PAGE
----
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1633 [1607]

Q. Mary. Persecutiō in London dioces. Letters of Robert Smith Martyr.
Marginalia1555. August.¶ Another letter sent to his wife. 
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The reference to the condemnations of Dirick Carver, Thomas Iveson and John Lander dates this letter to shortly after 10 June 1555.

MarginaliaAn other letter of Rob. Smith to his wyfe.GRace, mercy, and peace from God the father, and from the Lord Iesus Christ be with you, deare wyfe, nowe and euer Amen: and preuent your wayes through his holy spirite, that ye may in al your woordes and woorkes please God, and eschew euyl, to his honor and your saluation, that they which see your conuersation, may in all thinges learne to do the like, euen to the vtter shame and confusion of the wicked and vngodly. Amen.

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I sent you by M. Alexander a purse with money. I haue certaine tokens for you, sent by my prison felowes to you: MarginaliaBehold here the Communion of saintes.that is, from M. Haukes. xij. d. frō M. Simson. xij. d. from his wife. iiij. d. from M. Wattes fiue new grotes, frō M. Ardeley. xij. d. from M. Bradford. xij. d. which men be all gone to death, except M. Bradford, he abideth styl. Ther is also gone to death Nicholas Chamberlaine, Thom. Osmund, William Bamford. There is also condemned this monday 

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Dirick Carver, Thomas Iveson and John Launder were all condemned on 10 June 1555 (PRO C/85/127, fo. 10r).

Diricke Caruer, Thomas Iuison, Iohn Launder, and William Vassy  
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William Vassay was arrested along with Dirick Carver and is mentioned in Carver's confession of faith (1563, p. 1240; 1570, p. 1861; 1576, pp. 1592-93 and 1583, p. 1680).

is repriued. Pray to God to haue mercy vpon his people, and byd my brother, if he can conueniently, come downe on monday next: if he can not well doo it, let hym abide at home. Haue me hartily commended to your parentes. I haue sent eche of them a token, a bowed grote, and desire them for Gods sake to helpe vs with their prayers. Haue little Katherin in mynd. Commend me vnto al good frends. Continue in prayer. Beware of vanitie. Let not God be dishonoured in your cōuersation, but like a good Matron keepe your vessell in holynes. The peace of God rest with you for euer. Amen.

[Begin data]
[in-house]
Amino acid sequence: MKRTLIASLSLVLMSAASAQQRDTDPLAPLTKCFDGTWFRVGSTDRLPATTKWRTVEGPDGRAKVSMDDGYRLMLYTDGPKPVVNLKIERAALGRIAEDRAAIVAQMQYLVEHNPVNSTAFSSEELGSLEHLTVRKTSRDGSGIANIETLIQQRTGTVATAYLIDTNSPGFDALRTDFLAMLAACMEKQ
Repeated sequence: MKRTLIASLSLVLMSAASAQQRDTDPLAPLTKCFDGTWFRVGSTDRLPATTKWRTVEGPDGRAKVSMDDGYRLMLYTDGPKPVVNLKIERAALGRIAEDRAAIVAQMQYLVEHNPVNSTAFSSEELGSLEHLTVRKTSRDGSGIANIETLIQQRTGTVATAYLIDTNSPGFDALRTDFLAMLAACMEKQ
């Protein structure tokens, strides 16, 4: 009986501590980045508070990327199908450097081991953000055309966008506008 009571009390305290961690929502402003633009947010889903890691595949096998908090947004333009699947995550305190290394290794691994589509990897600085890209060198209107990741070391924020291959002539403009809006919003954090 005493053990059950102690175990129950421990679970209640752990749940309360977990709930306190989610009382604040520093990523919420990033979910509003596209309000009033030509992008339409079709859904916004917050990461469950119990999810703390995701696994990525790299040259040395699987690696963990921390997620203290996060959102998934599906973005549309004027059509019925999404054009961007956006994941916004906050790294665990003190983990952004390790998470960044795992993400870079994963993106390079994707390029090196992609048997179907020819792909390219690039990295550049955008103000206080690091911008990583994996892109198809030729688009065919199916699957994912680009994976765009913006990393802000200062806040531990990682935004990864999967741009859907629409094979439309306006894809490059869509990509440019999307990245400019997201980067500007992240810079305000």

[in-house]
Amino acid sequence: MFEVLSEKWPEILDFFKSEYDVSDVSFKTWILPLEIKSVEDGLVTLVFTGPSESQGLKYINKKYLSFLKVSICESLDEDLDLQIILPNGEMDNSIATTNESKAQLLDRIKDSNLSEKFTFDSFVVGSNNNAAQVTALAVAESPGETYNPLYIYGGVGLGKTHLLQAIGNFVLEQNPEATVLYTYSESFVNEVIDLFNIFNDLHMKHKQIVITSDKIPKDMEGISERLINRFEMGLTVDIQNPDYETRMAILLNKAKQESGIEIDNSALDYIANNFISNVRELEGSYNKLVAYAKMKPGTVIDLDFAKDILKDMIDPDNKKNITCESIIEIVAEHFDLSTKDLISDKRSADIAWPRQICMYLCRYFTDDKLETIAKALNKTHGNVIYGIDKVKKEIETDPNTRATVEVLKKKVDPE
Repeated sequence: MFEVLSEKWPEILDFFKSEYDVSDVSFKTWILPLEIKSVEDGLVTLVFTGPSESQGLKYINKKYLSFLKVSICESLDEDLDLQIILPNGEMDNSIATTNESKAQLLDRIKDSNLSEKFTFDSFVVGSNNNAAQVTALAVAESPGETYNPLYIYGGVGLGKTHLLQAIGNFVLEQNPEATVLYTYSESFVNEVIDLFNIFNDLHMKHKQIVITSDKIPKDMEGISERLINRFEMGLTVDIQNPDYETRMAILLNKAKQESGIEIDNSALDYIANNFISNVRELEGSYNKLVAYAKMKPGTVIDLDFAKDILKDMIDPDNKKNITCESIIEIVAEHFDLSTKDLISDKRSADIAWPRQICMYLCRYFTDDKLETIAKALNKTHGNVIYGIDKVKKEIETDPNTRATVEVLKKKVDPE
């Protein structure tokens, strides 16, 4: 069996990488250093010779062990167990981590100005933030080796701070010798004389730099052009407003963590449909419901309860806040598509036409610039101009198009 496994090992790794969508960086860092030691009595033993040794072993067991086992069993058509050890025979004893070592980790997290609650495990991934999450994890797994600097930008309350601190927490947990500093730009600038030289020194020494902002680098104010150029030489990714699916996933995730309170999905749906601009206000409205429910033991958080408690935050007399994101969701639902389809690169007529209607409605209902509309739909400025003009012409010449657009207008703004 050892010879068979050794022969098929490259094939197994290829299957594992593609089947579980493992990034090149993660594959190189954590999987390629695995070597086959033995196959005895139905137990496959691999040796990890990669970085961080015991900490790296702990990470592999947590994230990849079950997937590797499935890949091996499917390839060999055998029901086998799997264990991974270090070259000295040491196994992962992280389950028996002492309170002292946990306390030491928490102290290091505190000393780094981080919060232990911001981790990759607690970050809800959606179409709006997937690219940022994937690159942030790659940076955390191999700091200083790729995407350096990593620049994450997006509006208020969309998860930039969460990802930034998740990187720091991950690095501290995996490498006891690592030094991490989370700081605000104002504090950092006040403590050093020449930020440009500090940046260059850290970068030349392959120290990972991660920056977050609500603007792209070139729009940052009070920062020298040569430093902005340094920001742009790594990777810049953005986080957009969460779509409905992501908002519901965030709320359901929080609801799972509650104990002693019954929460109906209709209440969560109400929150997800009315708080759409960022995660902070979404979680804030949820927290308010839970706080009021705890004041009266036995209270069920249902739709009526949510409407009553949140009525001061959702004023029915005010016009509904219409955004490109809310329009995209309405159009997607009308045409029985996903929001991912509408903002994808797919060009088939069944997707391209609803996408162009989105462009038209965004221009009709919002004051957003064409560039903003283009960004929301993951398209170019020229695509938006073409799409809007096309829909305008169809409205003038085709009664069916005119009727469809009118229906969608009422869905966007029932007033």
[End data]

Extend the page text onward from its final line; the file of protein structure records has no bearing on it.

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My brother Iuison 

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Thomas Iveson, the martyr.

sendeth to you a token, to your mother a token, and to Katherine a token. iij. pence. Iohn Launder sendeth you a peece of Spanish money, Father Heralt  
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Herault may be the 'Heralt' mentioned in Smith's examinations and he may also be the Thomas Harold who was a protestant prisoner in the Marshalsea.

a peece of. vi. d. William Androwes sendeth you a rase of Ginger, and I send your mother one, and a Nutmege. I send Katherine Comfits  
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for a token to eate. I haue sent you a keyclog  
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A piece of wood tied to a key to prevent it from being lost [OED].

for a token.

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Your husband, Robert Smith.

A letter sent to his frende.